Under the initiative, the Education Department said it would retroactively review borrower’s loan payment histories to add more months towards their payment count. This means that borrowers will receive credit towards forgiveness even when they made partial or late payments, or for months in forbearance or deferment.
Borrowers who have 20 or 25 years of “accumulated time in repayment” do not have to currently be enrolled in an income-driven repayment plan to receive credit in the one-time account adjustment. This one-time adjustment only applies to people who have direct loans, or consolidated their federal student loans into a direct loan by May 1. The adjustment is automatic, meaning borrowers do not need to do anything to see the changes applied to their accounts.
Forbearance and deferments
Forbearance allows borrowers to temporarily pause their student loan payments, or make smaller payments, for a certain period of time. Advisers warn, however, that forbearance probably won’t allow a borrower to make progress on paying off their loans because interest will increase debt on their accounts during the pause.
“I always warn consumers that you don’t really want to take advantage of these options if you can afford to repay because what happens during those periods of forbearance is that the interest continues to accrue on the loans and the balances grow,” Barry Coleman, Vice President of Program Management and Education at the National Foundation for Credit Counseling, says.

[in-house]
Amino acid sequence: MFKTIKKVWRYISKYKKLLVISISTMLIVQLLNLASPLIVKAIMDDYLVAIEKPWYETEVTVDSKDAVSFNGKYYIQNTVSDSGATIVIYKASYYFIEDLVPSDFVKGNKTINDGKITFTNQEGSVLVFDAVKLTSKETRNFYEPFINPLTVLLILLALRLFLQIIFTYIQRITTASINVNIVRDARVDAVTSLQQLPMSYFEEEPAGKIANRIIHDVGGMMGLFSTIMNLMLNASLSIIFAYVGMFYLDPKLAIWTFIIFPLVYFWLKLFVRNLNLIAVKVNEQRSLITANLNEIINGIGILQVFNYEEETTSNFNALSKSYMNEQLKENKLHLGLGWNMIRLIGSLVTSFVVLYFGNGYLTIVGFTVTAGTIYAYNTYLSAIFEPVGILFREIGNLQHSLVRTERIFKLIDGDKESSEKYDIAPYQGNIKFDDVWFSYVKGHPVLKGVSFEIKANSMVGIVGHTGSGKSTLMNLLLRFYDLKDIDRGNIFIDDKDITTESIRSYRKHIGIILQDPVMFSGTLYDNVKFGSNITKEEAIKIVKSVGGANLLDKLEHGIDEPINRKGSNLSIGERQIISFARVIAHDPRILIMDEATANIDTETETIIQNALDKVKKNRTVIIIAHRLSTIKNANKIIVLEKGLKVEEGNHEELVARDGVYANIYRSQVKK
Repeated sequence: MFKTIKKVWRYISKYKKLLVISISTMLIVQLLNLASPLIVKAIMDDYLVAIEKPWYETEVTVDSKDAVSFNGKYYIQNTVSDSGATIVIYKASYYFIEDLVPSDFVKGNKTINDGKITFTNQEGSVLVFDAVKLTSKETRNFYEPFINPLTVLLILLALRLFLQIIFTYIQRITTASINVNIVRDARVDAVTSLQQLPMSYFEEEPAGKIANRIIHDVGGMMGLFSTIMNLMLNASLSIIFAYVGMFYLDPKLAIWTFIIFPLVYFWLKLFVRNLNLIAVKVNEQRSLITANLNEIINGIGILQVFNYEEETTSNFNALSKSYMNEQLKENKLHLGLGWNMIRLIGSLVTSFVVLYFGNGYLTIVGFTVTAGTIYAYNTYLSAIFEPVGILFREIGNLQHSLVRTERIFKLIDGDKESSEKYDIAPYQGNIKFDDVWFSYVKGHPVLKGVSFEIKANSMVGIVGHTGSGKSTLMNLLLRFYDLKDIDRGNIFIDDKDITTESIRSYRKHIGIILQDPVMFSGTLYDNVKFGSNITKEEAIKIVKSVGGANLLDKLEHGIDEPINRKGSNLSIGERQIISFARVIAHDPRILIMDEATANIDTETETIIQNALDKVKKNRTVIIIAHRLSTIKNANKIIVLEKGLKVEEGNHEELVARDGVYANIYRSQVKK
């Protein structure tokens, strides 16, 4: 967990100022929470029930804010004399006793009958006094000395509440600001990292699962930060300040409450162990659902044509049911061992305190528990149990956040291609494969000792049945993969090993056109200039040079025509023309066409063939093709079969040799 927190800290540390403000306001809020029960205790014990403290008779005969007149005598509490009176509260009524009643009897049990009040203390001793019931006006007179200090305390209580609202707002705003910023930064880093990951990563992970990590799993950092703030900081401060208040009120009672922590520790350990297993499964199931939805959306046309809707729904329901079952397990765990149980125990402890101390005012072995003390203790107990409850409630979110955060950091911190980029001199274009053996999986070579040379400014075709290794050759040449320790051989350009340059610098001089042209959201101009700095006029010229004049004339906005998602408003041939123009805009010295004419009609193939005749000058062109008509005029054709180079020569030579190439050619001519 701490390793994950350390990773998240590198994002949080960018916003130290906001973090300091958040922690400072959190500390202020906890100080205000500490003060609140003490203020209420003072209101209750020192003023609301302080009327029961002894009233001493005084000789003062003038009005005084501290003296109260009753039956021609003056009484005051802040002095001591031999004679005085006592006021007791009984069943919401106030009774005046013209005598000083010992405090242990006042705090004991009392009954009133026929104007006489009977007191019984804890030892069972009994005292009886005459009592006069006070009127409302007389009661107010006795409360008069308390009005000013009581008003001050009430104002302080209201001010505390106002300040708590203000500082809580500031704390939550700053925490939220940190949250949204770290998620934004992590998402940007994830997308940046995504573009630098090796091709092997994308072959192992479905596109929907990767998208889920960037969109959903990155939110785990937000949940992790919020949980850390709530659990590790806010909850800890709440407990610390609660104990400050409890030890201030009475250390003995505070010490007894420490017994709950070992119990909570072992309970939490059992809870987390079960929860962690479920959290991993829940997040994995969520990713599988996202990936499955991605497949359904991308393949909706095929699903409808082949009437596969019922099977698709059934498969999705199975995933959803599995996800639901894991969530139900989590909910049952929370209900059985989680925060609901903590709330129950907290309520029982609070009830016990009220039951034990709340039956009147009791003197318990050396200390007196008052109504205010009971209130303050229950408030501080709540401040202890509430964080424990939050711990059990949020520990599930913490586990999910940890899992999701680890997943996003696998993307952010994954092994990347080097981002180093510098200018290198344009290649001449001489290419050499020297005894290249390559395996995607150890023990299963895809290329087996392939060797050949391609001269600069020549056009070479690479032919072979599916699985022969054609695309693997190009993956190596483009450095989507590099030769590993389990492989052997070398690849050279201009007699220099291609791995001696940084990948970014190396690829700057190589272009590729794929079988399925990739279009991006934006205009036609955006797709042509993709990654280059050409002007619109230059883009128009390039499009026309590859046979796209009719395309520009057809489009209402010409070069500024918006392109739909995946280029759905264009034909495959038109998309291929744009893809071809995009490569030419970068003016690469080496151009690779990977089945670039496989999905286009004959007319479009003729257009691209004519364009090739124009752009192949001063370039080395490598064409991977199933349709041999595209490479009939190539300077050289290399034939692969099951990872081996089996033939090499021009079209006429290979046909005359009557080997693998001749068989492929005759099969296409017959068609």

Borrowers have to apply for a forbearance via a form with their loan servicer. Forbearances will be granted for no more than one year at a time.
Advisers warn that borrowers should first “exhaust their ability to reduce their payments under an income-driven repayment plan” before ever considering a forbearance.
Deferments are similar to forbearances in that borrowers can postpone payments, though under this program interest will not accrue for subsidized federal loans. (Interest will accrue on unsubsidized loans, which weren’t given based on financial need.) Similar to forbearances, you have to request a deferment from your loan service provider or apply through the Department of Education’s website.
Deferments are granted a year at a time, for a maximum of three years. The federal government has specific deferment programs that vary by eligibility and type of loan. You can check for the different types of deferments here.
What to do if you’ve defaulted on your loans?